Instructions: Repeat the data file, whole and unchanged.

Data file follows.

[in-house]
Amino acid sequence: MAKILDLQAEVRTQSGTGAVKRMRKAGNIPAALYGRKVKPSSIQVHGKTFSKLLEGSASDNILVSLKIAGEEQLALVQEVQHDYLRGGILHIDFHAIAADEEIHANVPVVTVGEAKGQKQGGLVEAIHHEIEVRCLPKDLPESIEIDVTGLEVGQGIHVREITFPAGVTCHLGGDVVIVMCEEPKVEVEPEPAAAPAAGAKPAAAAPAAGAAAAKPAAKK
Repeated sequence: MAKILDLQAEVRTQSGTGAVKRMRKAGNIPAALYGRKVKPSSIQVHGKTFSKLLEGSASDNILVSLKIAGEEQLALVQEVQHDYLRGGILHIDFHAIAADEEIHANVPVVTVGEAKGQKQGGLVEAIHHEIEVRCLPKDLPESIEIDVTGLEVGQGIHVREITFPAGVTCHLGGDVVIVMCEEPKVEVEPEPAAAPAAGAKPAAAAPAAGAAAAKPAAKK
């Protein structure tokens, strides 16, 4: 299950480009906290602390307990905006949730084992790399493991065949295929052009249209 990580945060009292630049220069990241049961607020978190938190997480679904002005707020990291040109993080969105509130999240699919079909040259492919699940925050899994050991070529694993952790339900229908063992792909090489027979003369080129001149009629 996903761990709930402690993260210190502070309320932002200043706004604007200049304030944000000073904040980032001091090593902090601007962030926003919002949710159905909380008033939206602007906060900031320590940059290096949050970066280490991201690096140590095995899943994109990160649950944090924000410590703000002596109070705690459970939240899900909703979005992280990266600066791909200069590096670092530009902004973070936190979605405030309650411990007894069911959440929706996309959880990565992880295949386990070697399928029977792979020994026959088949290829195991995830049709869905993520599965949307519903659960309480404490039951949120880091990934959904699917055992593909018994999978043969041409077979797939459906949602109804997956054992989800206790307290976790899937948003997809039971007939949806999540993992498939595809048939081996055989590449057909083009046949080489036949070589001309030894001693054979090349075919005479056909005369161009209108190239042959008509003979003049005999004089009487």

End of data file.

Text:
[in-house]
Amino acid sequence: MAKILDLQAEVRTQSGTGAVKRMRKAGNIPAALYGRKVKPSSIQVHGKTFSKLLEGSASDNILVSLKIAGEEQLALVQEVQHDYLRGGILHIDFHAIAADEEIHANVPVVTVGEAKGQKQGGLVEAIHHEIEVRCLPKDLPESIEIDVTGLEVGQGIHVREITFPAGVTCHLGGDVVIVMCEEPKVEVEPEPAAAPAAGAKPAAAAPAAGAAAAKPAAKK
Repeated sequence: MAKILDLQAEVRTQSGTGAVKRMRKAGNIPAALYGRKVKPSSIQVHGKTFSKLLEGSASDNILVSLKIAGEEQLALVQEVQHDYLRGGILHIDFHAIAADEEIHANVPVVTVGEAKGQKQGGLVEAIHHEIEVRCLPKDLPESIEIDVTGLEVGQGIHVREITFPAGVTCHLGGDVVIVMCEEPKVEVEPEPAAAPAAGAKPAAAAPAAGAAAAKPAAKK
């Protein structure tokens, strides 16, 4: 299950480009906290602390307990905006949730084992790399493991065949295929052009249209 990580945060009292630049220069990241049961607020978190938190997480679904002005707020990291040109993080969105509130999240699919079909040259492919699940925050899994050991070529694993952790339900229908063992792909090489027979003369080129001149009629 996903761990709930402690993260210190502070309320932002200043706004604007200049304030944000000073904040980032001091090593902090601007962030926003919002949710159905909380008033939206602007906060900031320590940059290096949050970066280490991201690096140590095995899943994109990160649950944090924000410590703000002596109070705690459970939240899900909703979005992280990266600066791909200069590096670092530009902004973070936190979605405030309650411990007894069911959440929706996309959880990565992880295949386990070697399928029977792979020994026959088949290829195991995830049709869905993520599965949307519903659960309480404490039951949120880091990934959904699917055992593909018994999978043969041409077979797939459906949602109804997956054992989800206790307290976790899937948003997809039971007939949806999540993992498939595809048939081996055989590449057909083009046949080489036949070589001309030894001693054979090349075919005479056909005369161009209108190239042959008509003979003049005999004089009487």